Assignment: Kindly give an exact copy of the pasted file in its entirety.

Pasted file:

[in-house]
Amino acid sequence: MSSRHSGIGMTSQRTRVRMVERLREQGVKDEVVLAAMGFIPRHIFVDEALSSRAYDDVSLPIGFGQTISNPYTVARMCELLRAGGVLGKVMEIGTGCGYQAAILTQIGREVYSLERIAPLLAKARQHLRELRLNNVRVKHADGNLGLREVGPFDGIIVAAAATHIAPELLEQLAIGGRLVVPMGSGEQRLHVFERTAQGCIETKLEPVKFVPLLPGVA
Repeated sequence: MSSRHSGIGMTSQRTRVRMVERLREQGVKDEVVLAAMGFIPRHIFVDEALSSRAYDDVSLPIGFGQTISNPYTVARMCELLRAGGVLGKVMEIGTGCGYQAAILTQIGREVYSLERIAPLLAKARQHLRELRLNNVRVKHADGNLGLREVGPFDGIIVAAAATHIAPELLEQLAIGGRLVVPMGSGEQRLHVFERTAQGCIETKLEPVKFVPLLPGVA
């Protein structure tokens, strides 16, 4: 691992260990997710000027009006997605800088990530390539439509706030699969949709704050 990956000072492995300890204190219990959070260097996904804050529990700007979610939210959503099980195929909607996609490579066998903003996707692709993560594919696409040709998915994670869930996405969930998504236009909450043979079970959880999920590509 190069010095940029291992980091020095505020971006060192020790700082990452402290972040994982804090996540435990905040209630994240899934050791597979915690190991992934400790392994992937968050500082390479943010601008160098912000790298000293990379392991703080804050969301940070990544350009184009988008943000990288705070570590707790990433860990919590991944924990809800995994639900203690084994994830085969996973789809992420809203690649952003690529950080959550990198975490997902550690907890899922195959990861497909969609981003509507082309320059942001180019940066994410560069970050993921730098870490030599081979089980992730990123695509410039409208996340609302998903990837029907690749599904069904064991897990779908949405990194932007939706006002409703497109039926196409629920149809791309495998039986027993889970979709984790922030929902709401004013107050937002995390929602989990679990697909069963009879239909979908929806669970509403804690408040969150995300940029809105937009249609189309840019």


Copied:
[in-house]
Amino acid sequence: MSSRHSGIGMTSQRTRVRMVERLREQGVKDEVVLAAMGFIPRHIFVDEALSSRAYDDVSLPIGFGQTISNPYTVARMCELLRAGGVLGKVMEIGTGCGYQAAILTQIGREVYSLERIAPLLAKARQHLRELRLNNVRVKHADGNLGLREVGPFDGIIVAAAATHIAPELLEQLAIGGRLVVPMGSGEQRLHVFERTAQGCIETKLEPVKFVPLLPGVA
Repeated sequence: MSSRHSGIGMTSQRTRVRMVERLREQGVKDEVVLAAMGFIPRHIFVDEALSSRAYDDVSLPIGFGQTISNPYTVARMCELLRAGGVLGKVMEIGTGCGYQAAILTQIGREVYSLERIAPLLAKARQHLRELRLNNVRVKHADGNLGLREVGPFDGIIVAAAATHIAPELLEQLAIGGRLVVPMGSGEQRLHVFERTAQGCIETKLEPVKFVPLLPGVA
């Protein structure tokens, strides 16, 4: 691992260990997710000027009006997605800088990530390539439509706030699969949709704050 990956000072492995300890204190219990959070260097996904804050529990700007979610939210959503099980195929909607996609490579066998903003996707692709993560594919696409040709998915994670869930996405969930998504236009909450043979079970959880999920590509 190069010095940029291992980091020095505020971006060192020790700082990452402290972040994982804090996540435990905040209630994240899934050791597979915690190991992934400790392994992937968050500082390479943010601008160098912000790298000293990379392991703080804050969301940070990544350009184009988008943000990288705070570590707790990433860990919590991944924990809800995994639900203690084994994830085969996973789809992420809203690649952003690529950080959550990198975490997902550690907890899922195959990861497909969609981003509507082309320059942001180019940066994410560069970050993921730098870490030599081979089980992730990123695509410039409208996340609302998903990837029907690749599904069904064991897990779908949405990194932007939706006002409703497109039926196409629920149809791309495998039986027993889970979709984790922030929902709401004013107050937002995390929602989990679990697909069963009879239909979908929806669970509403804690408040969150995300940029809105937009249609189309840019």